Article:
Sadly, as Rachel Gandy recently reviewed in her analysis of the racial and ethnic disparities between incarcerated people and the people who staff the prisons, the fact that building prisons in rural areas makes it difficult to recruit appropriate numbers of Black and Latino staff has been well known — and entirely ignored — since long before the prison boom began.
This report reviews the magnitude of the gulf between the incarcerated population and the surrounding counties; finding 161 counties where incarcerated Blacks outnumber free Blacks, and 20 counties where incarcerated Latinos outnumber free Latinos. In many counties, the disparity is particularly stark. We found 208 counties where the portion of the county that was Black was at least 10 times smaller than the portion of the prison that was Black. For Latinos, we found 41 counties where the portion of the county that was Latino was at least 10 times smaller than the portion of the prison that was Latino. These counties are spread throughout a majority of the states:
In short, one of the reasons many states struggle to hire sufficient numbers of Black and Latino staff is because the prisons themselves were built in places that Blacks and Latinos do not live.
But this large-scale transfer of Black and Latino people to areas demographically very different than their homes has even larger effects thanks to a unique quirk in the federal Census that counts incarcerated people as if they were willing residents of the county that contains the correctional facility for redistricting purposes.
The racial inequities that result from the practice of prison gerrymandering have been well documented in states like New York and Wisconsin, but as this report makes clear, they are not alone. The transfer of Black and Latino incarcerated people to communities very different than their own is a national problem with implications for prison gerrymandering as well as family visitation policies and reentry.
The non-profit, non-partisan Prison Policy Initiative produces cutting edge research to expose the broader harm of mass criminalization, and then sparks advocacy campaigns to create a more just society. In 2002, the organization launched the national movement against prison gerrymandering with the publication of Importing Constituents: Prisoners and Political Clout in New York addressing how using Census Bureau counts of incarcerated people as residents of the prison location diluted the votes of state residents who did not live next to prisons in violation of the state constitutional definition of residence.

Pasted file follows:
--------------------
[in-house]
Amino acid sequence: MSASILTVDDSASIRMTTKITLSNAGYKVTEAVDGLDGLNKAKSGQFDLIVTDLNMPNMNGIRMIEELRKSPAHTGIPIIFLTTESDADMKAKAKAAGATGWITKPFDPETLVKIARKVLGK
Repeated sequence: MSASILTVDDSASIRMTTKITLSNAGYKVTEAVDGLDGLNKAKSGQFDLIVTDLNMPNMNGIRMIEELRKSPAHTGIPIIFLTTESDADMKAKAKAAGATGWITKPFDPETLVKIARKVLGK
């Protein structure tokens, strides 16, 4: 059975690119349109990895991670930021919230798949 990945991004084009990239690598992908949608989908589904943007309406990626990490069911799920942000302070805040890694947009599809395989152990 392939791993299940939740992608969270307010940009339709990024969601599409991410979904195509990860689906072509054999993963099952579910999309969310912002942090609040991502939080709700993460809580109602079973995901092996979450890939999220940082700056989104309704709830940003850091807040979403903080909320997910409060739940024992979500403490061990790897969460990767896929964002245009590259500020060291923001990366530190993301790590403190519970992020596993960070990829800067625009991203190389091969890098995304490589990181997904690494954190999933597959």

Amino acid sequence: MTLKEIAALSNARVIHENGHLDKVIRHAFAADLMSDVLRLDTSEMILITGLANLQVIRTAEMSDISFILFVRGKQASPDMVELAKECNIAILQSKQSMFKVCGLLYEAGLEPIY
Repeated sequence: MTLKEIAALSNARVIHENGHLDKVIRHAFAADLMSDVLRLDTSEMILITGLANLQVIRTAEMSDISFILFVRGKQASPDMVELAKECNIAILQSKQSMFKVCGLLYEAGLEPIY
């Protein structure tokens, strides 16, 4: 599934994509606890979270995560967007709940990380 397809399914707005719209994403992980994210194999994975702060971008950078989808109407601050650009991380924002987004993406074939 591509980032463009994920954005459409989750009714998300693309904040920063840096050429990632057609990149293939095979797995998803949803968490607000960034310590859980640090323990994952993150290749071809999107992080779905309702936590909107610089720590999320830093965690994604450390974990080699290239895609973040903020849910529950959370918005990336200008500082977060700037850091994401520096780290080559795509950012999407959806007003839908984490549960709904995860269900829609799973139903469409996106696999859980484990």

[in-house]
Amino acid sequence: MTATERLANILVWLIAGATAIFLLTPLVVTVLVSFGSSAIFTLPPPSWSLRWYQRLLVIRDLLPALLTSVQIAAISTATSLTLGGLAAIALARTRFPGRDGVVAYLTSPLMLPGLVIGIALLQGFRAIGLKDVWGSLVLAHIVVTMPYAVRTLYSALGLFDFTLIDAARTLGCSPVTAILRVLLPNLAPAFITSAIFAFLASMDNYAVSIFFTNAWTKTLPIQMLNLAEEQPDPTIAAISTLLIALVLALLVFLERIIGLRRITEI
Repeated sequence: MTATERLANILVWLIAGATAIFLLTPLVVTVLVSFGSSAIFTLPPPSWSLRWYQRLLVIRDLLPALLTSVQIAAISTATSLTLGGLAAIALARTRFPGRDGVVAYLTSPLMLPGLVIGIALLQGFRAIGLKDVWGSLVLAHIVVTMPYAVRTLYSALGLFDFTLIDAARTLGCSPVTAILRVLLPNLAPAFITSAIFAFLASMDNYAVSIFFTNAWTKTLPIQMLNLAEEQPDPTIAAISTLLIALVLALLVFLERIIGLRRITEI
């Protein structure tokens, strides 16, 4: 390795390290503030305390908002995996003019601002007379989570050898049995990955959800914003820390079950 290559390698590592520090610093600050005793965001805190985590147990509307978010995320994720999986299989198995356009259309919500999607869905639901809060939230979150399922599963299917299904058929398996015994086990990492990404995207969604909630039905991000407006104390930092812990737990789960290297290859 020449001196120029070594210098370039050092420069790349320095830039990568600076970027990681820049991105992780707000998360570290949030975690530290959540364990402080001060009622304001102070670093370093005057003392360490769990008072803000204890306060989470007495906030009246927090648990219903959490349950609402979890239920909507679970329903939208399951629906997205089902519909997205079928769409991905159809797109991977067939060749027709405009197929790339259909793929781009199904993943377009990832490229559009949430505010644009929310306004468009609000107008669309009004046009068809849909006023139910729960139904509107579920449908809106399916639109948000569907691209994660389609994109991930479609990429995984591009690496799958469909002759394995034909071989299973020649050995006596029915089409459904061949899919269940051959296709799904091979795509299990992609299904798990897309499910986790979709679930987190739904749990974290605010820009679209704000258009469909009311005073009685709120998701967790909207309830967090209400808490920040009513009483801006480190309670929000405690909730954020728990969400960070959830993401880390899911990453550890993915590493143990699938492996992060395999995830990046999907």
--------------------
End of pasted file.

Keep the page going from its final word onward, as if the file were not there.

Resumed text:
Peter Wagner is an attorney and Executive Director of the Prison Policy Initiative.
Daniel Kopf is a data scientist in California who volunteers with the Prison Policy Initiative through our Young Professionals Network. He has a Masters in Economics from the London School of Economics.
This goal of this report was to quantify the magnitude of the difference of the racial and ethnic makeup between the people incarcerated in a given county and the actual residents of that county.
For this data, we took advantage of a unique quirk in Census Bureau methodology that counts incarcerated people as residents of the county that contains the correctional facilities.
While we make all of our data available in an appendix, we applied two filters to the county graphs and tables above to remove from the data what we considered noise:
Additionally, in order to make the distribution pattern in figures 1 and 5 clear, we chose not to show the handful of counties where there was only 1 county in that particular “bin”. These handful of outliers were generally the product of unique facilities, such as a private federal immigration prison that was 92% Latino in majority-Black Adams County, Mississippi.
For this project we used the Census Bureau’s conception of race and ethnicity that has two main characteristics:
The resulting number of possible combinations is quite high6, but as the Census Bureau publishes very few data tables that allow one to easily access the race and ethnicity of the incarcerated population, the choices available for use were actually quite limited. We used data that provided for 9 combinations, of which we used only 3 (marked in bold):
Limited in this way by the types of data available for the incarcerated population, we chose to use Census tables that reflected the non-incarcerated population in exactly the same way.